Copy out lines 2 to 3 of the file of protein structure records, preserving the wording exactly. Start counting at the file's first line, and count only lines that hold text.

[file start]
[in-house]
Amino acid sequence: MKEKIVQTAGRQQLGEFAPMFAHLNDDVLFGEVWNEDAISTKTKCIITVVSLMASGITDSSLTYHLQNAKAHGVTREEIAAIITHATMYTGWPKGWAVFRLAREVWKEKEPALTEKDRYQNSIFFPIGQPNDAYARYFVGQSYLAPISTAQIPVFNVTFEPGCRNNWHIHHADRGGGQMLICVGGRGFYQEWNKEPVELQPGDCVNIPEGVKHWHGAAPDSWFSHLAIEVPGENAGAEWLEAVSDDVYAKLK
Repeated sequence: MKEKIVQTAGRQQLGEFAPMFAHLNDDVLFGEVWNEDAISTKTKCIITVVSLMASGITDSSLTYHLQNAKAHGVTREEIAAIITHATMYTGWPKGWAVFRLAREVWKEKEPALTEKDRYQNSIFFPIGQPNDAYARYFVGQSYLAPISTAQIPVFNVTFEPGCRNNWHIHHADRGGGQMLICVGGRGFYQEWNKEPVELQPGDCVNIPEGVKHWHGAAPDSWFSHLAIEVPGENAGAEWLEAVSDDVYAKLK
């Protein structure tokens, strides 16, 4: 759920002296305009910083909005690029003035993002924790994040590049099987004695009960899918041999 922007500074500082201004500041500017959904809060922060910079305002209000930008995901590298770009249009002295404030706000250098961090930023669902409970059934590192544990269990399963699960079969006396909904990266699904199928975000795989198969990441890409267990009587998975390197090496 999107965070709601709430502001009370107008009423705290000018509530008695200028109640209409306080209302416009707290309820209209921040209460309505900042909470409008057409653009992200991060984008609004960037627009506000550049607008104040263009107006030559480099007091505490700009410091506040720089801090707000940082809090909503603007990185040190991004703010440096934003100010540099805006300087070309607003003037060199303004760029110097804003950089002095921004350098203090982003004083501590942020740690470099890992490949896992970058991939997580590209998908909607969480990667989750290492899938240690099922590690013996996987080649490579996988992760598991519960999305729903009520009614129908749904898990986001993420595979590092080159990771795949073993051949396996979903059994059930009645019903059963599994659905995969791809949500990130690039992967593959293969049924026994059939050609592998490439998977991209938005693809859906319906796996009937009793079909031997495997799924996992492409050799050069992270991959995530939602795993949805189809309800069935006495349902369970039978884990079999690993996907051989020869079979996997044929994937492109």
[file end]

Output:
Amino acid sequence: MKEKIVQTAGRQQLGEFAPMFAHLNDDVLFGEVWNEDAISTKTKCIITVVSLMASGITDSSLTYHLQNAKAHGVTREEIAAIITHATMYTGWPKGWAVFRLAREVWKEKEPALTEKDRYQNSIFFPIGQPNDAYARYFVGQSYLAPISTAQIPVFNVTFEPGCRNNWHIHHADRGGGQMLICVGGRGFYQEWNKEPVELQPGDCVNIPEGVKHWHGAAPDSWFSHLAIEVPGENAGAEWLEAVSDDVYAKLK
Repeated sequence: MKEKIVQTAGRQQLGEFAPMFAHLNDDVLFGEVWNEDAISTKTKCIITVVSLMASGITDSSLTYHLQNAKAHGVTREEIAAIITHATMYTGWPKGWAVFRLAREVWKEKEPALTEKDRYQNSIFFPIGQPNDAYARYFVGQSYLAPISTAQIPVFNVTFEPGCRNNWHIHHADRGGGQMLICVGGRGFYQEWNKEPVELQPGDCVNIPEGVKHWHGAAPDSWFSHLAIEVPGENAGAEWLEAVSDDVYAKLK